DARPA's automated internet disinfectant

6.4: news.cyb/sec/DARPA's automated internet disinfectant:
Mike Walker, DARPA program manager
on Reddit.com:
In April of 2014,  insurers started selling insurance products
that covered physical harm generated by cyber effects
-- Google "cyber insurance" "property damage".
In May of 2014,
Sky News reported that over 42,000 London cars
-- nearly half of the cars stolen in the city of London --
were stolen with hacking.
The networked civilization we are building
is going to need to be able to make
strong promises about the safety of software,
because it won't just be guarding our data security
-- it will be guarding our physical security.
If we're going to be able to make strong promises about
software safety, we're going to need automation
that can investigate software in a
uniform, scalable and effective manner.
We know that expert auditors can't get there
-- IBM/Rational points out that our civilization crossed
1 trillion lines of code in the early 2000's.
Operating systems weigh in above 40 million lines
under constant development.
The problem is too big and it’s moving too fast.
We also know that today's automation is
losing every contest of wits to experts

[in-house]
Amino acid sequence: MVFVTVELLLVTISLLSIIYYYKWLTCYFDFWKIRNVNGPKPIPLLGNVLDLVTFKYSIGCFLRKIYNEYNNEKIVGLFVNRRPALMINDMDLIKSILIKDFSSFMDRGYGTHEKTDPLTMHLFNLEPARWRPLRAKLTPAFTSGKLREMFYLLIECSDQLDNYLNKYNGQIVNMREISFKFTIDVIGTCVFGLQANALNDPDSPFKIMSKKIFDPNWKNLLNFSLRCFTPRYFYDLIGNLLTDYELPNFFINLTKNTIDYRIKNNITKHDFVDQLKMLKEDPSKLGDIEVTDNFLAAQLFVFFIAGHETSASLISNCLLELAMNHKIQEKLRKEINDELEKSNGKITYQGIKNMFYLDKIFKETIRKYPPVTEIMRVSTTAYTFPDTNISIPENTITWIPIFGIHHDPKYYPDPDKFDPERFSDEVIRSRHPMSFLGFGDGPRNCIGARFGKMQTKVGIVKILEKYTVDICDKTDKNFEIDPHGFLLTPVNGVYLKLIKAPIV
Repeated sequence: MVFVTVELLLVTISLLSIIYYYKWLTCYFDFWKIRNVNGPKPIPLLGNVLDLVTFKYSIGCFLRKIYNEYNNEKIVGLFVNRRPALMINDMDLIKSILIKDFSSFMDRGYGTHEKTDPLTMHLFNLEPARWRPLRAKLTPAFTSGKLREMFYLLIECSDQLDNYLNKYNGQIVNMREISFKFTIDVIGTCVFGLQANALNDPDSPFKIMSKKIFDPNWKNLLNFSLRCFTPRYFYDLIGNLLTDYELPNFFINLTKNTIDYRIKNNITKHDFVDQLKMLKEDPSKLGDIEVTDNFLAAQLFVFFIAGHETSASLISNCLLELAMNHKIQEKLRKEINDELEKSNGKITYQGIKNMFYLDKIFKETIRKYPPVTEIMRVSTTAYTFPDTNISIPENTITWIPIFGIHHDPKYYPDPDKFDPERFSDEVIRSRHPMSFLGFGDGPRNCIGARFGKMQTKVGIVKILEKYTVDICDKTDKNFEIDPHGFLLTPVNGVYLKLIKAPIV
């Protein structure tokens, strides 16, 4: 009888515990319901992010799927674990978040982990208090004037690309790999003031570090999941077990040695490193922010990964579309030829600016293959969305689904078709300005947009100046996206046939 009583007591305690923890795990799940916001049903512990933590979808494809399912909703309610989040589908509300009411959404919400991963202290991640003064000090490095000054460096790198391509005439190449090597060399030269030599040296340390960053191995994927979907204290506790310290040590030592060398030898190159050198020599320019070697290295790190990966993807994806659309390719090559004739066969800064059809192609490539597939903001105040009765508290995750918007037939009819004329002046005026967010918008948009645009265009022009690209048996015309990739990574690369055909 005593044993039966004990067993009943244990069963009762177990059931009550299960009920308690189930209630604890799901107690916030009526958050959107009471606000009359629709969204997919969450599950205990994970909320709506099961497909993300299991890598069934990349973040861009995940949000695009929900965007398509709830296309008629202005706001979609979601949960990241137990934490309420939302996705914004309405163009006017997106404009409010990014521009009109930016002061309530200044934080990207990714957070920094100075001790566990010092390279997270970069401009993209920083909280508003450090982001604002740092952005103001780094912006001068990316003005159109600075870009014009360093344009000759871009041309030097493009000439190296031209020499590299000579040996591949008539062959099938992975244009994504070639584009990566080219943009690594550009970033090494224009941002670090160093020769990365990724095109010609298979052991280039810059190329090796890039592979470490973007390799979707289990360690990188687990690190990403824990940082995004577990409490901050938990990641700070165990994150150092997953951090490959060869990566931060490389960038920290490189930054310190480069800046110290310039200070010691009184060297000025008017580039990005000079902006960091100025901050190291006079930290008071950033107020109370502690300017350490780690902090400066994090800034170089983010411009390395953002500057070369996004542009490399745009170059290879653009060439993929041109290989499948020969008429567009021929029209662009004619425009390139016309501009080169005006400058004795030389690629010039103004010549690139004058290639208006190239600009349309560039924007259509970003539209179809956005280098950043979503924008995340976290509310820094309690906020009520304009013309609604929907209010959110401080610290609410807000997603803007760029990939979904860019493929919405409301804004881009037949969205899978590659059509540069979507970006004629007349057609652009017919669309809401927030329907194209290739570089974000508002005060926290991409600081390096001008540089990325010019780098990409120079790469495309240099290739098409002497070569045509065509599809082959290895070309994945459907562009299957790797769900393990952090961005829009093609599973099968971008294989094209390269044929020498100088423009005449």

-- in the wake of Heartbleed,
not a single automation product has come forward to say
that this flaw could have been detected
without expert annotation or intervention.
CGC is open technology development
on the problem of software safety,
a problem seen by the DoD
-- and everyone with a vested interest in our connected future.
. What if a purpose built supercomputer
could scour the billions of lines of code we depend on,
find and fix the toughest flaws,
upend the economics of computer security,
and level the playing field
between attackers and defenders?
co.reddit comment:
. a lot invested in the [stale] attack/defense model
of computer security competition.
I've heard arguments from many players
that the current model of attack/defense CTF
[capture the flag competitions] is "stale". 
Mike Walker:
. great innovation is happening in the CTF community:
see Build It / Break It / Fix It,
funded by the National Science Foundation.
6.7: my response:
. what is stale is the attack/defense model;
because, the chip firmwares have backdoors;
you need to secure the hardware;
then you can analyze the software;
but, at least with DECREE
they are promoting a microkernel OS
that can guarantee isolation between app's?
(well, the interface is tiny, if not the Trusted Code Base).
. unfortunately what they have in mind
is to use their simple OS only for
easily managing the budding automation competition;
then they plan to evolve the winning buds
for auto-fixing today's software on today OS's.